The 2nd Daytime Emmy Awards were held on Thursday, May 15, 1975, and broadcast on ABC to commemorate excellence in daytime programming from the previous year (1974). The event was hosted by Monty Hall and Stephanie Edwards. It was uniquely held on board the S.S. Dayliner in the Hudson River between New York City and New Jersey. It had cast off from New York's Pier 81 with 600 invited guests being accommodated for a luncheon before the awards telecast between 1:30-3 p.m. Eastern Daylight Time. The telecast preempted Let's Make a Deal, The $10,000 Pyramid and The Big Showdown.

The 3rd Daytime Emmy Awards were held Tuesday, May 11, 1976 to commemorate excellence in daytime programming from the previous year (1975). The third awards only had three categories, and thus three awards were given. Hosted by Bob Barker, the telecast aired from 3-4:30 p.m. EST on CBS and preempted reruns of All in the Family, plus Match Game and Tattletales.

Fred Silverman was an American television executive and producer. He worked as an executive at all of the Big Three television networks, and was responsible for bringing to television such programs as the series Scooby-Doo (1969–present), All in the Family (1971–1979), The Waltons (1972–1981), and Charlie's Angels (1976–1981), as well as the miniseries Rich Man, Poor Man (1976), Roots (1977) and Shōgun (1980). For his success in programming wildly popular shows, Time magazine declared him "The Man with the Golden Gut" in 1977.

<i>House Party</i> (radio and TV show) American radio/television show

House Party is an American radio daytime variety/talk show that aired on CBS Radio and on ABC Radio from January 15, 1945 to October 13, 1967. The show had an equally long run on CBS Television as Art Linkletter's House Party and, in its final season, The Linkletter Show, airing from September 1, 1952 to September 5, 1969.

<i>Split Second</i> (game show) television series

Split Second is a game show that was created by Monty Hall and Stefan Hatos and produced by their production company, Stefan Hatos-Monty Hall Productions.

Bob Stewart (television producer) American television producer

Bob Stewart was an American television game show producer. He was active in the TV industry from 1956 until his retirement in 1991.

<i>Masquerade Party</i> television series

Masquerade Party is an American television game show. During its original run from 1952–1960, the show appeared at various times on every television network except DuMont. A syndicated revival was produced for one season in 1974-75.

Daytime television is the general term for television shows produced for airing during the daytime hours on weekdays. The hours and days for daytime television in the United States usually run from 6:00am to 8:00pm ET, Monday through Friday; although it may vary depending on time zone/region, networks, and/or local stations. This article is only about American daytime television; for information about international daytime television, see Daytime television.

<i>You Dont Say!</i> television series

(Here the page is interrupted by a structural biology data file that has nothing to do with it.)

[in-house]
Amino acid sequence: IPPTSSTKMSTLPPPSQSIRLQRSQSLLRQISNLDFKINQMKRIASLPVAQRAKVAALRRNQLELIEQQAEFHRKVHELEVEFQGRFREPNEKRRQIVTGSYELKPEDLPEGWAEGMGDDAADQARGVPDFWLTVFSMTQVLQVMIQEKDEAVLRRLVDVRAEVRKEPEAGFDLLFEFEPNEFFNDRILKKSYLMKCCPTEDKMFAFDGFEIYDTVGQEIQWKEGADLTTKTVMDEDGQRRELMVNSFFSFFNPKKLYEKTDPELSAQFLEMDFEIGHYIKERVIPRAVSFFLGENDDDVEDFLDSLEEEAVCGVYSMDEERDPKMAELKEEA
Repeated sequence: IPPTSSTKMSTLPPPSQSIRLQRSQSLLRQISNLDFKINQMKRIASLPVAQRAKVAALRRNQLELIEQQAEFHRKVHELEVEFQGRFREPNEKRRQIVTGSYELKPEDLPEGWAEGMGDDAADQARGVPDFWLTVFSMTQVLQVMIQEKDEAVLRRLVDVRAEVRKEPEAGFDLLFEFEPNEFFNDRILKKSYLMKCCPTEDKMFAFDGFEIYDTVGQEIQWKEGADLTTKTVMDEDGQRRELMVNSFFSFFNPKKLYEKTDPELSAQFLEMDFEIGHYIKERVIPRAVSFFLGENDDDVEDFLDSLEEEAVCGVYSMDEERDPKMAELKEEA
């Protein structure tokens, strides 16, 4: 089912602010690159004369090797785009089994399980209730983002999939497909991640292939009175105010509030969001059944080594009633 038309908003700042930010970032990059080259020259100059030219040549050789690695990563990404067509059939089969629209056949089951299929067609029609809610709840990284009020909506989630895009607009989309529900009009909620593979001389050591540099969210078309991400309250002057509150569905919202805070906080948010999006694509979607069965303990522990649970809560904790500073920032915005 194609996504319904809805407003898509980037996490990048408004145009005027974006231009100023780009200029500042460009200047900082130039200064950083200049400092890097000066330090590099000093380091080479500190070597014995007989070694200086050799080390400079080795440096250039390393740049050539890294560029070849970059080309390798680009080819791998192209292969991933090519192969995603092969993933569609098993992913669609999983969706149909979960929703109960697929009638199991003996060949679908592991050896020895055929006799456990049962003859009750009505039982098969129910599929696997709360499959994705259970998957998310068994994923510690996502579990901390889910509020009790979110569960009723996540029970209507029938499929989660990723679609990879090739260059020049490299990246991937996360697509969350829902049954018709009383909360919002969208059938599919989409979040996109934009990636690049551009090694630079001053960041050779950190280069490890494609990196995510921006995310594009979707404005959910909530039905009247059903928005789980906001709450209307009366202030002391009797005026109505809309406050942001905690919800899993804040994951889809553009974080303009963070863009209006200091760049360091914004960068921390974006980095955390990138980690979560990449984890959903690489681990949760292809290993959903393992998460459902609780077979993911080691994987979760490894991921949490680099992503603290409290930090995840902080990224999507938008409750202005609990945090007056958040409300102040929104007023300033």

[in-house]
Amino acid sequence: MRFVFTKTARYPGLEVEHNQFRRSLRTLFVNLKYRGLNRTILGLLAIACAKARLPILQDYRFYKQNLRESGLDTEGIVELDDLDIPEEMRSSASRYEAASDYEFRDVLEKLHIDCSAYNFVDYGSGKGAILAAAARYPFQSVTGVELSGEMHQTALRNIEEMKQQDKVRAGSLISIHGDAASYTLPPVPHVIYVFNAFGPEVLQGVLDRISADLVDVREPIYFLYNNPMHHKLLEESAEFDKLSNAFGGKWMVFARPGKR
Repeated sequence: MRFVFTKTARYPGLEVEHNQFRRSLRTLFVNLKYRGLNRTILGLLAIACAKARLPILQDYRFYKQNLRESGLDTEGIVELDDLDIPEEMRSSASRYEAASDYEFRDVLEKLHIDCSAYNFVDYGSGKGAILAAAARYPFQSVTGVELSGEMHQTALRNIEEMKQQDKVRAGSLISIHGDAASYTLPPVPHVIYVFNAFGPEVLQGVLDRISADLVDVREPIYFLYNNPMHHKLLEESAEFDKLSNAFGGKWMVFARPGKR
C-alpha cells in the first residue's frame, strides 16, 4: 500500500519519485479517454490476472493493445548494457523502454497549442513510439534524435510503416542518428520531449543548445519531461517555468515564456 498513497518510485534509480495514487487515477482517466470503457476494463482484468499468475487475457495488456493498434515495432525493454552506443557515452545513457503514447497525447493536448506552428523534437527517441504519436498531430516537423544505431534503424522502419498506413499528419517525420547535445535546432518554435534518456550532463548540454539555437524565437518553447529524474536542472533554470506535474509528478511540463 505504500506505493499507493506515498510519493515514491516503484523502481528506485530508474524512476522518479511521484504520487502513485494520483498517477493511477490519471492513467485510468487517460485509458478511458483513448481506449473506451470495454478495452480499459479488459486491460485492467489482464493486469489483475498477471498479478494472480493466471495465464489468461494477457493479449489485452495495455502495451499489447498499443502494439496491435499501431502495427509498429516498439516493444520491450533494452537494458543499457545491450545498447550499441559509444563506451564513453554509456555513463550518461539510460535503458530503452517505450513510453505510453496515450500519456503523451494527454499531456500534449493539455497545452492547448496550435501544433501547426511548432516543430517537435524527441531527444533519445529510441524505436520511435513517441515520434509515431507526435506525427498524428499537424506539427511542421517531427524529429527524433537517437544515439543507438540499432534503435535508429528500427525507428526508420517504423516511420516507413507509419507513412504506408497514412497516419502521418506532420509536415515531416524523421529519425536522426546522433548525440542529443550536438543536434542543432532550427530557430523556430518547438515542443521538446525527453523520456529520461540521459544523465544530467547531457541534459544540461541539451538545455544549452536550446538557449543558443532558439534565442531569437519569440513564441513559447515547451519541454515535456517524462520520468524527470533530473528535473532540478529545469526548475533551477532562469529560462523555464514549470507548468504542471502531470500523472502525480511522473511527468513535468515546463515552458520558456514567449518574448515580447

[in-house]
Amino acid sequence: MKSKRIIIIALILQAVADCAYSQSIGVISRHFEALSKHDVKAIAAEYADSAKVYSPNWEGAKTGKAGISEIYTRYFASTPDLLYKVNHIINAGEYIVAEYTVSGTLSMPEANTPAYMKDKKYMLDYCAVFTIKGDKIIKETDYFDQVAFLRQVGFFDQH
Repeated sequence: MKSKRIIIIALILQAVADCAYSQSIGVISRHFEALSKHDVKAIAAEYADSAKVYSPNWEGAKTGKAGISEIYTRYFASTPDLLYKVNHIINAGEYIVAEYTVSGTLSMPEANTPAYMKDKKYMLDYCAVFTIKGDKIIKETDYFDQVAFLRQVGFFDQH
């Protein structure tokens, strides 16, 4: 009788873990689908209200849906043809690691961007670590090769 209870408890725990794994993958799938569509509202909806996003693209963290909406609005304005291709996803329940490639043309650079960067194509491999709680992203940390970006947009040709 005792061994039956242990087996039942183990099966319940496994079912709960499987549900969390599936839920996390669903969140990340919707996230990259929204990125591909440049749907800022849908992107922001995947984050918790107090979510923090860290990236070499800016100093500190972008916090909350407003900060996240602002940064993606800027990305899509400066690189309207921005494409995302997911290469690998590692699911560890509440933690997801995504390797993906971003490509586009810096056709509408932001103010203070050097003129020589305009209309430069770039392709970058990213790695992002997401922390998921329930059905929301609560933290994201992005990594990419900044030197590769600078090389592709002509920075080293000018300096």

You Don't Say! is an American television game show that had three separate runs on television. The first version aired on NBC daytime from April 1, 1963 to September 26, 1969 with revivals on ABC in 1975 and in syndication from 1978 to 1979. The last two incarnations were executive produced by Ralph Andrews and produced and directed by Bill Carruthers.

Barry & Enright Productions was a United States television production company that was formed in 1947 by Jack Barry and Dan Enright.

CBS Daytime is a division within CBS that is responsible for the daytime television programming block on the CBS Television Network's late morning and early afternoon schedule. The block has historically encompassed soap operas and game shows.

ABC Daytime is a division responsible for the daytime programming block on the ABC Network and syndicated programming. The block has historically encompassed soap operas, game shows and talk shows.

Jeopardy! is an American television quiz show created by Merv Griffin, in which contestants are presented with trivia clues in the form of answers and must phrase their responses in the form of a question. The show has experienced a long life in several incarnations over the course of nearly a half-century, spending more than 11 years as a daytime network program and having currently run in syndication for 35 seasons. It has also gained a worldwide following with a multitude of international adaptations.

Hidden Faces is an American soap opera that aired on NBC from December 30, 1968 to June 27, 1969. The series was created by Irving Vendig, who also created the serial The Edge of Night. The serial focused on a law firm that was dealing with a high profile murder case throughout its 127-episode run; the main romantic angle had the firm's senior partner, Arthur Adams, becoming involved with client Kate Logan, a female surgeon accused of murder, which Adams and partner Nick Turner acquitted her of. Charles Fisher was the producer of the program, which was an in-house NBC production.

<i>It Could Be You</i> US television program

It Could Be You is a television game show produced by Ralph Edwards Productions in the late 1950s in the United States, broadcast daily in the weekday daytime schedule for five years 1956–1961, and weekly in the evening on-and-off over three years 1958–1961. Bill Leyden was the host, and Wendell Niles was the announcer.

Merrill Heatter American film producer

Merrill Gabriel Heatter was an American screenwriter and producer. He was best known for his collaboration with writer Bob Quigley for over 20 years and the formation of their production company Heatter-Quigley Productions in 1960. The company was responsible for the game shows Hollywood Squares and Gambit and the animated television series Wacky Races.


  1. "Stefan Hatos; 'Let's Make a Deal' Producer". The Los Angeles Times . Retrieved 2010-12-07.